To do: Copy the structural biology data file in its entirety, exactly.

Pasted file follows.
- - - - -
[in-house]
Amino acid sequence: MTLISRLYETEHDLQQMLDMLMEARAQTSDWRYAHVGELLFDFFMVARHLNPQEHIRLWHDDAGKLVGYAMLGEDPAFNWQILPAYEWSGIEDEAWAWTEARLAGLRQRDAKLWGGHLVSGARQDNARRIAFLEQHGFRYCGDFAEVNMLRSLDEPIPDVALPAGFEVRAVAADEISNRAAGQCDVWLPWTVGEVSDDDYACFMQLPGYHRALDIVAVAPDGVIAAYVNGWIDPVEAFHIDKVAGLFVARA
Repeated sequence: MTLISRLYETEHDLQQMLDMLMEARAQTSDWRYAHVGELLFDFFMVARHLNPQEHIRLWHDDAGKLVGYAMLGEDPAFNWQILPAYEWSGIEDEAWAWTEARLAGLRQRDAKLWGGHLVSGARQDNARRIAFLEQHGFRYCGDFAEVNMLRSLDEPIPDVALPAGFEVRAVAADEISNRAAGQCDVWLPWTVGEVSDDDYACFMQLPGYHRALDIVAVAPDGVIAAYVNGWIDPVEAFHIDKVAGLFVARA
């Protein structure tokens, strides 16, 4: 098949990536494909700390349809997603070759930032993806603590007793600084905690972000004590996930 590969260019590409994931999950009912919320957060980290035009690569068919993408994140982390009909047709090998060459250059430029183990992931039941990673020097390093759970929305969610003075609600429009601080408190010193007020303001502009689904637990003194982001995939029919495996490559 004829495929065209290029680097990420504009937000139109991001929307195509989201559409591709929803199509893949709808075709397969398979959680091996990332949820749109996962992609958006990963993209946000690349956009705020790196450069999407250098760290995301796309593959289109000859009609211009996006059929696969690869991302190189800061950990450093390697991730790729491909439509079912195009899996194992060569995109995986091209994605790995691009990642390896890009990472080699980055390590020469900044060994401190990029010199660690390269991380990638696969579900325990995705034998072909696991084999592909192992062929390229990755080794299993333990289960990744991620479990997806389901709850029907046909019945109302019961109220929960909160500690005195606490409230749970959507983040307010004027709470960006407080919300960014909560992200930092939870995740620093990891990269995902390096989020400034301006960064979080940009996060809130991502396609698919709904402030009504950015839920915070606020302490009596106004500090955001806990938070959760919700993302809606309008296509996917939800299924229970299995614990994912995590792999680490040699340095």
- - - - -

[in-house]
Amino acid sequence: MTLISRLYETEHDLQQMLDMLMEARAQTSDWRYAHVGELLFDFFMVARHLNPQEHIRLWHDDAGKLVGYAMLGEDPAFNWQILPAYEWSGIEDEAWAWTEARLAGLRQRDAKLWGGHLVSGARQDNARRIAFLEQHGFRYCGDFAEVNMLRSLDEPIPDVALPAGFEVRAVAADEISNRAAGQCDVWLPWTVGEVSDDDYACFMQLPGYHRALDIVAVAPDGVIAAYVNGWIDPVEAFHIDKVAGLFVARA
Repeated sequence: MTLISRLYETEHDLQQMLDMLMEARAQTSDWRYAHVGELLFDFFMVARHLNPQEHIRLWHDDAGKLVGYAMLGEDPAFNWQILPAYEWSGIEDEAWAWTEARLAGLRQRDAKLWGGHLVSGARQDNARRIAFLEQHGFRYCGDFAEVNMLRSLDEPIPDVALPAGFEVRAVAADEISNRAAGQCDVWLPWTVGEVSDDDYACFMQLPGYHRALDIVAVAPDGVIAAYVNGWIDPVEAFHIDKVAGLFVARA
């Protein structure tokens, strides 16, 4: 098949990536494909700390349809997603070759930032993806603590007793600084905690972000004590996930 590969260019590409994931999950009912919320957060980290035009690569068919993408994140982390009909047709090998060459250059430029183990992931039941990673020097390093759970929305969610003075609600429009601080408190010193007020303001502009689904637990003194982001995939029919495996490559 004829495929065209290029680097990420504009937000139109991001929307195509989201559409591709929803199509893949709808075709397969398979959680091996990332949820749109996962992609958006990963993209946000690349956009705020790196450069999407250098760290995301796309593959289109000859009609211009996006059929696969690869991302190189800061950990450093390697991730790729491909439509079912195009899996194992060569995109995986091209994605790995691009990642390896890009990472080699980055390590020469900044060994401190990029010199660690390269991380990638696969579900325990995705034998072909696991084999592909192992062929390229990755080794299993333990289960990744991620479990997806389901709850029907046909019945109302019961109220929960909160500690005195606490409230749970959507983040307010004027709470960006407080919300960014909560992200930092939870995740620093990891990269995902390096989020400034301006960064979080940009996060809130991502396609698919709904402030009504950015839920915070606020302490009596106004500090955001806990938070959760919700993302809606309008296509996917939800299924229970299995614990994912995590792999680490040699340095």